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​SLCR #235: Frank Turner & The Sleeping Souls (March 5, 2016)

March 10, 2016

It’s 1:00 a.m. and I really need to sleep. I did a lot of walking today and a lot of standing this evening. But I thought about making some notes about this show so I could write my review tomorrow (or, let’s be honest, two weeks from now), and I realized I didn’t have a ton to say, so I may as well just get this over with or pass out trying.

I was thinking on the way there that I didn’t have any kind of story about this show. The Art of Time nearly snuck past me, and Black Sabbath was a last-minute decision, but this was just a show. One I booked my trip around, to be sure, with two artists I already really like, but that’s not very interesting to read about. Luckily, I’m an idiot.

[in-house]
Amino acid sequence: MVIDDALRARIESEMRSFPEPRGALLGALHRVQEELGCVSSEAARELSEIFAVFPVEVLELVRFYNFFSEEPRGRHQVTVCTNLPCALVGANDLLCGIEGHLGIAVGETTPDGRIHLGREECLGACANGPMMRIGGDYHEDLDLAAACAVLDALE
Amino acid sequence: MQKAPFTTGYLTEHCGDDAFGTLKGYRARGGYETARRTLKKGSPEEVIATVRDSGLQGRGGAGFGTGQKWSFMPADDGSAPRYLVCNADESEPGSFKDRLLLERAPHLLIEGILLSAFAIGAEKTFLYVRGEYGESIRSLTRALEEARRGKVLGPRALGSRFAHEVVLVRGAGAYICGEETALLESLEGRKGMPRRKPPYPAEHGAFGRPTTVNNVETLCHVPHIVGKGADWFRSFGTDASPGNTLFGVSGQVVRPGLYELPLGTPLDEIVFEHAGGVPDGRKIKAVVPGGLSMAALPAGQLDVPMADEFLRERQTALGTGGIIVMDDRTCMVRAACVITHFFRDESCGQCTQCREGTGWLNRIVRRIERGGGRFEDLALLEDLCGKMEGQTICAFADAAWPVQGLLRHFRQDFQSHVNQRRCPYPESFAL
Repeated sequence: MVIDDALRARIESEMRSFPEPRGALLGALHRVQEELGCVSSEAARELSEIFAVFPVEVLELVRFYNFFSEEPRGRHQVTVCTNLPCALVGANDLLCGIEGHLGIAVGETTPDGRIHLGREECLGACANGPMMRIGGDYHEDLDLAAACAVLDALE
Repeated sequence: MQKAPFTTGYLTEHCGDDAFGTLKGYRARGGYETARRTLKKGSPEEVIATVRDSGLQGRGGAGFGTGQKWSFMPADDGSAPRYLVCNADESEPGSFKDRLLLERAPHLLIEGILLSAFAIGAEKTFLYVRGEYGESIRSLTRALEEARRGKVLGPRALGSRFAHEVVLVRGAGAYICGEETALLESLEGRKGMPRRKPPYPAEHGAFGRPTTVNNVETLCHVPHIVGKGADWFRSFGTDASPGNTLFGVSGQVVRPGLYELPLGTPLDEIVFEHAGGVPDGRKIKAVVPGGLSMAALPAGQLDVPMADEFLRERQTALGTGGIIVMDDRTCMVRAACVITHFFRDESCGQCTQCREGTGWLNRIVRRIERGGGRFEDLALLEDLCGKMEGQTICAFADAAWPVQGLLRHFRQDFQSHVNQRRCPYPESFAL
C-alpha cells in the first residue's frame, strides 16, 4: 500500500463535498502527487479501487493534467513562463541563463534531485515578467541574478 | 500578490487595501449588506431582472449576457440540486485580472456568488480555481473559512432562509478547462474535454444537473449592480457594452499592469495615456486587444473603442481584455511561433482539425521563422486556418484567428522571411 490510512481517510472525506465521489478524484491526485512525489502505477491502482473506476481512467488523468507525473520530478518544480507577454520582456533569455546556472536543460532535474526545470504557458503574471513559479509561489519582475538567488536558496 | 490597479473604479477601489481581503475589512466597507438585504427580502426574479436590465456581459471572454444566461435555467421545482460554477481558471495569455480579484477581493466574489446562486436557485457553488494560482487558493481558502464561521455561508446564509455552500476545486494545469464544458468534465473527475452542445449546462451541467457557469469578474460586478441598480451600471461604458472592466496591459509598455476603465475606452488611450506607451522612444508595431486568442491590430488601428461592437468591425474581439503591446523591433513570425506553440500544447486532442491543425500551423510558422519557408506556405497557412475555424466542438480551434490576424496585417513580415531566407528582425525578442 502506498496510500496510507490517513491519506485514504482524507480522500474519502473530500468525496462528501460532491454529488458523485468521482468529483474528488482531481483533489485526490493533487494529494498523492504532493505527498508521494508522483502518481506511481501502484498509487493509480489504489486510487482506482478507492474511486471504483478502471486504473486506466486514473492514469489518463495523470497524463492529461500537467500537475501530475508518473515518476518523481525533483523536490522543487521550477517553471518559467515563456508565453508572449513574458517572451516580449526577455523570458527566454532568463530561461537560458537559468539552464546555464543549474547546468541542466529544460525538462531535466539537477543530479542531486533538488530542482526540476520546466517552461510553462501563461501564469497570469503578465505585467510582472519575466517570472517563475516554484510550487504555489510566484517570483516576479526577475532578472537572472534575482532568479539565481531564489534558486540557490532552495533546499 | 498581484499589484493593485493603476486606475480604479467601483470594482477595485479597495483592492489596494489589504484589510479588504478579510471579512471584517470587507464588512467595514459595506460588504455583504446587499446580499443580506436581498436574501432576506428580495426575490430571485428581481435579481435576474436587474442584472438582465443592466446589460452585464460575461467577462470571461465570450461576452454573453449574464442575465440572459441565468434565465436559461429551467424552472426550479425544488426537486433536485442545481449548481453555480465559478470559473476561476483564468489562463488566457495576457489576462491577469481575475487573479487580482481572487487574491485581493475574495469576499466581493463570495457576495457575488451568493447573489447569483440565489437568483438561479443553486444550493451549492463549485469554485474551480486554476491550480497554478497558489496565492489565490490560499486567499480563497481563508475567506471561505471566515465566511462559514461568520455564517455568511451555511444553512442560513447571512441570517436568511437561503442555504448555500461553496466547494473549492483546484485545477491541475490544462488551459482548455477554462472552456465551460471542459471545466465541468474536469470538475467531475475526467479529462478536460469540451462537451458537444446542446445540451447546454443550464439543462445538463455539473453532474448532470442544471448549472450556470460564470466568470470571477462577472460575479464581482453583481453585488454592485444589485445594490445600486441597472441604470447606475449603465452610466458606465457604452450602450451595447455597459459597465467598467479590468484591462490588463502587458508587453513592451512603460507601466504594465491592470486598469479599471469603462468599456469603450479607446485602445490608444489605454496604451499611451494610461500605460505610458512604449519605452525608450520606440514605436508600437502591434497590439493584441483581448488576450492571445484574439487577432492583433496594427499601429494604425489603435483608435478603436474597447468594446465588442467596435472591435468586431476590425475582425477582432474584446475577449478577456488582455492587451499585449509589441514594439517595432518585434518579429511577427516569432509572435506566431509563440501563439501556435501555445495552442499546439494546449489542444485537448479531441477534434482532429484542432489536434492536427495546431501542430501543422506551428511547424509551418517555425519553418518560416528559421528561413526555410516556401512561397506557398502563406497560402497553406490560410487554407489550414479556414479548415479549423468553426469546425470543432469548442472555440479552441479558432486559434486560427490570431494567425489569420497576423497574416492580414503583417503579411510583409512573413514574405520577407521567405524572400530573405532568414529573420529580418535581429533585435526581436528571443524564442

Frank Turner’s Twitter said doors at 7:00, first opener at 7:30, “done by 11:30.” I appreciate the announced times so much. Old-man jokes aside, it’s not like I can’t stay out late, I just don’t want to spend hours standing around playing Puzzle Craft 2 on my phone waiting for things to get underway. I can happily do that from home, thanks. So I caught the C-Train and got to the university with plenty of time. Or so I thought. Once inside, I found the line to get through security. I walked to the end of the line… and walked… and walked some more… and yet more. This was the longest line I had ever been a part of. Comically long. Impossibly long. It was moving at a decent pace, but I still had grave concerns about my ability to make it inside for the opening acts. Finally, after about a half-hour, a security guard said “Everybody here for Nightwish?”

Gwuh?

There’s MacEwan Hall and MacEwan Ballroom, and one is upstairs and one had Nightwish, apparently. I did think that there were an awful lot of stupid outfits for a Frank Turner show.